Wuhan, the Chinese city where the coronavirus outbreak was first discovered, will conduct city-wide nucleic acid testing for its over 11 million citizens after six new cases were reported for the first time since the city lifted its lockdown in early April.
City authorities issued a document (link in Chinese) yesterday requiring anti-virus teams in all districts to submit detailed plans by today on how they are going to test its residents to see whether they have contracted the novel coronavirus, which has killed 3,869 in the city, according to state-owned media outlet The Paper.
The tests need to be conducted within 10 days and should prioritize people such as those living in older compounds or in densely packed residential buildings, or people originally from outside of Wuhan who are more likely to travel between different places, according to the document, which called the endeavor a “10-day battle.” It is unclear how the department plans to meet the huge volume of testing kits required.
The directive comes after Wuhan reported a new cluster of infections over the weekend. An 89-year-old man, who has not left the city since late January, was confirmed to have the virus on May 9. There were 20 confirmed cases in the man’s compound before, which are thought to be the source of the man’s infection. A day after, five new cases were reported, with all of the asymptomatic patients living in the same compound.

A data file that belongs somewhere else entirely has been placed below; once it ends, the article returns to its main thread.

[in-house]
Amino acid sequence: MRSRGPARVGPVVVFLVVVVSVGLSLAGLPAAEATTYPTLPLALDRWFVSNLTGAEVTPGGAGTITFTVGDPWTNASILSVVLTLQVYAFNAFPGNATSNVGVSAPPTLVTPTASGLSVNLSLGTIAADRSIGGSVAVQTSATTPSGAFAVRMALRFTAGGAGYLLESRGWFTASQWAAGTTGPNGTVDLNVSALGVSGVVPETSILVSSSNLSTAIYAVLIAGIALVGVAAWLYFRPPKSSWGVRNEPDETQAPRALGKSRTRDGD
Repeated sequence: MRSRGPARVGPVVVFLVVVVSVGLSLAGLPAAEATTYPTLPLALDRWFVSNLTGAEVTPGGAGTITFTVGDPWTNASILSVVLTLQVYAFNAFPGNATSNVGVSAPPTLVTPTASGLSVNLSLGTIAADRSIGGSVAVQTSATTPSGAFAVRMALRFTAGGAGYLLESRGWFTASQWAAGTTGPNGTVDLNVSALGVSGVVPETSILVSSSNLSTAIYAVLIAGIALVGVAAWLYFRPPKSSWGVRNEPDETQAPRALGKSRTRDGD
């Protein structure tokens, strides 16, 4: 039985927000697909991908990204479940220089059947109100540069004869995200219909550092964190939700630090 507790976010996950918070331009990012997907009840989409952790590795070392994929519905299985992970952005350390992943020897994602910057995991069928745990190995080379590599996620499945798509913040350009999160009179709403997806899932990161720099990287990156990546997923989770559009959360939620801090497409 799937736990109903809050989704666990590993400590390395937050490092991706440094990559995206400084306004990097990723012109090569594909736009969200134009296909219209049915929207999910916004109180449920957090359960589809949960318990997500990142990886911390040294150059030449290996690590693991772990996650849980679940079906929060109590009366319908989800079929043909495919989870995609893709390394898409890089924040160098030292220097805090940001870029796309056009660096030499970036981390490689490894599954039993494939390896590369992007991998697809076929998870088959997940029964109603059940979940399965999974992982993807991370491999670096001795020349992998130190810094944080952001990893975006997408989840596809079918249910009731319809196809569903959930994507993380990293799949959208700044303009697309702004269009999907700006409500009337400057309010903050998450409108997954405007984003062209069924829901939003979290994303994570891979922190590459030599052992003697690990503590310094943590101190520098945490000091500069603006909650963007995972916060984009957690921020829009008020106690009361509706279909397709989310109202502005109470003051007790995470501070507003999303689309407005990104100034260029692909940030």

After Wuhan lifted its lockdown in early April, some stringent public health measures (link in Chinese) still remain in place, including requiring residents to have their temperatures taken and their phone “health codes” scanned by community workers when going in or coming out of their compounds. The measures vary between different districts, based on local authorities’ assessments. Wuhan citizens are nevertheless encouraged to go out as little as possible (link in Chinese) except for essential reasons or for going to work. Such measures also continue to be in place to differing degrees in other cities, with Beijing, for example, saying it will normalize and maintain (link in Chinese) prevention and control measures against coronavirus in the long run.
The ambitious plan to test such a large number of people after the discovery of a relatively small cluster underscores how seriously China takes the threat of a second wave of coronavirus infections. Authorities have re-imposed lockdowns in parts of the country’s northeast region in recent weeks, as the area has seen a growing, but relatively small, number of cases, including imported ones from Russia. Shulan, a small city in Jilin province, has been put under a partial lockdown since Saturday, with all non-essential transportation banned for its over 630,000 citizens after it reported 13 locally transmitted cases at the latest count.